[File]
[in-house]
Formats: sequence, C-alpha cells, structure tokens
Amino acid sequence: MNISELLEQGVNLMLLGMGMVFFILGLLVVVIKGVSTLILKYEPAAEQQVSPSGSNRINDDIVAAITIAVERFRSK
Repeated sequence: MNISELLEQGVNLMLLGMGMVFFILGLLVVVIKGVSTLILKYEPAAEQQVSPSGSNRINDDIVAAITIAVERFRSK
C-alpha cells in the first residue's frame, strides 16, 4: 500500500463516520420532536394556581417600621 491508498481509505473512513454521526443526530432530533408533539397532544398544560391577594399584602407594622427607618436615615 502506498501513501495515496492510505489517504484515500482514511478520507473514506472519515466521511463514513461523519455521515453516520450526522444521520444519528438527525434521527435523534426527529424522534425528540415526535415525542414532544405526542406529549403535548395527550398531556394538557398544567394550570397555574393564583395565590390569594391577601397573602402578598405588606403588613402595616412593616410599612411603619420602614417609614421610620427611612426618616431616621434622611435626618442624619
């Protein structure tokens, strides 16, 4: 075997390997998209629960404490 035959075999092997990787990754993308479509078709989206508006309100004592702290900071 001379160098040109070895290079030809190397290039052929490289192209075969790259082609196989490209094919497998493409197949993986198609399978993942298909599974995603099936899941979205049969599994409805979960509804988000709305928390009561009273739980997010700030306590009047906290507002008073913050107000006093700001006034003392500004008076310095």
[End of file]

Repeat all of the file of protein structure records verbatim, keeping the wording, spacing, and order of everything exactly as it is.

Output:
[in-house]
Formats: sequence, C-alpha cells, structure tokens
Amino acid sequence: MNISELLEQGVNLMLLGMGMVFFILGLLVVVIKGVSTLILKYEPAAEQQVSPSGSNRINDDIVAAITIAVERFRSK
Repeated sequence: MNISELLEQGVNLMLLGMGMVFFILGLLVVVIKGVSTLILKYEPAAEQQVSPSGSNRINDDIVAAITIAVERFRSK
C-alpha cells in the first residue's frame, strides 16, 4: 500500500463516520420532536394556581417600621 491508498481509505473512513454521526443526530432530533408533539397532544398544560391577594399584602407594622427607618436615615 502506498501513501495515496492510505489517504484515500482514511478520507473514506472519515466521511463514513461523519455521515453516520450526522444521520444519528438527525434521527435523534426527529424522534425528540415526535415525542414532544405526542406529549403535548395527550398531556394538557398544567394550570397555574393564583395565590390569594391577601397573602402578598405588606403588613402595616412593616410599612411603619420602614417609614421610620427611612426618616431616621434622611435626618442624619
């Protein structure tokens, strides 16, 4: 075997390997998209629960404490 035959075999092997990787990754993308479509078709989206508006309100004592702290900071 001379160098040109070895290079030809190397290039052929490289192209075969790259082609196989490209094919497998493409197949993986198609399978993942298909599974995603099936899941979205049969599994409805979960509804988000709305928390009561009273739980997010700030306590009047906290507002008073913050107000006093700001006034003392500004008076310095």